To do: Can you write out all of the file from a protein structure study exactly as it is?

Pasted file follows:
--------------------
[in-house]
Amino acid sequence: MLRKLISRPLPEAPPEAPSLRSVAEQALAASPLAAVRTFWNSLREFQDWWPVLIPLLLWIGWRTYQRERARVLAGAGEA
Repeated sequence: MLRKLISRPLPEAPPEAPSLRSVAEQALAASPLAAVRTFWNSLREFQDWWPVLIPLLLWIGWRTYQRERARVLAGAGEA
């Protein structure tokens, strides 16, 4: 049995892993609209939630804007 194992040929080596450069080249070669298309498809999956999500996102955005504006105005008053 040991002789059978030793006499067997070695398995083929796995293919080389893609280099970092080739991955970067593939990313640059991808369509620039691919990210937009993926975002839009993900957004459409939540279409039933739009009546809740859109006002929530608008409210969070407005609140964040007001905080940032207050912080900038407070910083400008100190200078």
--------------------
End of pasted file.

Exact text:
[in-house]
Amino acid sequence: MLRKLISRPLPEAPPEAPSLRSVAEQALAASPLAAVRTFWNSLREFQDWWPVLIPLLLWIGWRTYQRERARVLAGAGEA
Repeated sequence: MLRKLISRPLPEAPPEAPSLRSVAEQALAASPLAAVRTFWNSLREFQDWWPVLIPLLLWIGWRTYQRERARVLAGAGEA
């Protein structure tokens, strides 16, 4: 049995892993609209939630804007 194992040929080596450069080249070669298309498809999956999500996102955005504006105005008053 040991002789059978030793006499067997070695398995083929796995293919080389893609280099970092080739991955970067593939990313640059991808369509620039691919990210937009993926975002839009993900957004459409939540279409039933739009009546809740859109006002929530608008409210969070407005609140964040007001905080940032207050912080900038407070910083400008100190200078």